Name: Graeme Riley Company: SAP New Zealand
Position: Managing director
Where do you live? In a great apartment in Parnell, Auckland. I love the location for shops, bars and restaurants, as well having the Auckland Domain as our garden.
Are you married? Kids? Married to Donna for 34 years and we have a daughter, Alaina, who is returning home to New Zealand after two years in Japan on her OE. Alaina gets married in November so it is going to be a big year for the family.
Where did you go to school? Secondary schooling in Hamilton and from there straight into the world of computing.
How long have you been working in ICT? I have been in ICT for 37 years, predominantly in computer bureaux and software vendor companies. My roles have ranged from computer operator, programmer/analyst, sales and management.
What are your interests outside work and ICT? Rugby, golf, hiking and any sport currently playing on Sky Sport. I’m also passionate about travel, wine and food and take every opportunity to see a new country or try out a new restaurant and sample a great wine.
What’s the best thing about working with IT executives? IT executives are in the privileged position of supporting the entire business and therefore have one of the broadest views across businesses and an appreciation of both strategic and tactical initiatives. Accordingly, most IT executives have a unique appreciation for the business issues, impacts and interdependencies that few other divisional managers have.
What is the worst? IT executives who think that IT runs the business rather than serves the business are the worst to deal with. Technology only facilitates business solutions; it is not the solution in and of itself.
For customers, are you the technical authority on products or an approachable ‘big picture’ person? Very much the big picture and I try to demystify IT for senior executives.
If you could invent any IT product for clients, what would it be? I am really not that creative so I am very unlikely to invent anything. I get frustrated when technology complicates life or provides me with options I simply don’t need, so anything that simplifies life for the end-user would get my vote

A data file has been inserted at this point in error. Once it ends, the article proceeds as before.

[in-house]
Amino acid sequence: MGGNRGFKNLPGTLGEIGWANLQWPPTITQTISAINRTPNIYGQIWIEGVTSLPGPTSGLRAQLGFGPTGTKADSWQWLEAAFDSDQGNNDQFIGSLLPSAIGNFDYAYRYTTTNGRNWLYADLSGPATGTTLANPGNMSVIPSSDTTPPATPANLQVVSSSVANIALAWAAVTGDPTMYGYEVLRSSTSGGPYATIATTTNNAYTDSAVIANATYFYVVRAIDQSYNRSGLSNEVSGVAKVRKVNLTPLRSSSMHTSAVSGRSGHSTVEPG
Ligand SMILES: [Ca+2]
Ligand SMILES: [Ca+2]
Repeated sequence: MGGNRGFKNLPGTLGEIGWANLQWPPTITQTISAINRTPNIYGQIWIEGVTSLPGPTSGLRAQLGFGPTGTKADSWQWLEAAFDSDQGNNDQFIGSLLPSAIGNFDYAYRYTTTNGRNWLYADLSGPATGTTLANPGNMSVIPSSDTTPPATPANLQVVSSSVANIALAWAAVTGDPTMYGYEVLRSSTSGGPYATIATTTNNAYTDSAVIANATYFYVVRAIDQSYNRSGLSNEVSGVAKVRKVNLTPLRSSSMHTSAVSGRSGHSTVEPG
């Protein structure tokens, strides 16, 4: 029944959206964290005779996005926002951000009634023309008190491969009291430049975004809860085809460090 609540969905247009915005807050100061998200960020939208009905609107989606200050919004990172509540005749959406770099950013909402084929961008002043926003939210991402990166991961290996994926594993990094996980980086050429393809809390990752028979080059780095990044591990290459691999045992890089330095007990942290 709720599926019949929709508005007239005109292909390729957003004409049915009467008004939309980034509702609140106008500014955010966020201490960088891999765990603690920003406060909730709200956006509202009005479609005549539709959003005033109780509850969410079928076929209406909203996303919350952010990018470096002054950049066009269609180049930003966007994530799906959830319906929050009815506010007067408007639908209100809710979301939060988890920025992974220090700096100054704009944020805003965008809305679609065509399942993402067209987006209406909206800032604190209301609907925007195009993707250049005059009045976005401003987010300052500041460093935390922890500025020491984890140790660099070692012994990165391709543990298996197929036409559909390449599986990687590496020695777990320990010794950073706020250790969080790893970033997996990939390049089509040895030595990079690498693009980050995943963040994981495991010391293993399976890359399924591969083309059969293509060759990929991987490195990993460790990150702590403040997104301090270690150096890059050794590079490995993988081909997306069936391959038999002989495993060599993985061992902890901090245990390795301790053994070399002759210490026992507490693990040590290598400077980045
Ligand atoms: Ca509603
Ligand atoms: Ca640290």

What is the stupidest question CIOs ask you? “How much does it cost?” It’s never about cost, but about the value that an investment can drive into a business and if it doesn’t drive value then don’t do it.
What is your favourite networking situation? Any event that does not have IT as its primary focus.
Do you prefer to work with people you know or relish the challenge of the new? I always enjoy the camaraderie of old colleagues, but prefer the stimulus that comes with meeting new people and hearing fresh ideas.
What are you passionate about? 1. My customers, who keep me in business and who stimulate me to go to work every day. From the very outset in computer bureaux I learned that customer satisfaction was everything and that service excellence was what mattered most. 2. My principles. Do what you say you will do and tell it as you see it. 3. My family, who keep me well grounded.
What are you afraid of? Facebook. How many ways do I need to have to contact people? Between the telephone, email, SMS, MMS and my Blackberry, I think I will keep a little bit of me to myself and my family.
I’d like to offer you a bribe ... what couldn’t you resist? The list is endless and the will is weak so the likelihood I would accept is very high. A great meal, a fine bottle of wine, a sporting event or a fast car would be a great start.
What will you do when you retire? I’ve always wanted to have a few vines and produce enough wine just for family and friends. Spending time on the land, enjoying family and maybe some building renovation project would keep me very happy.
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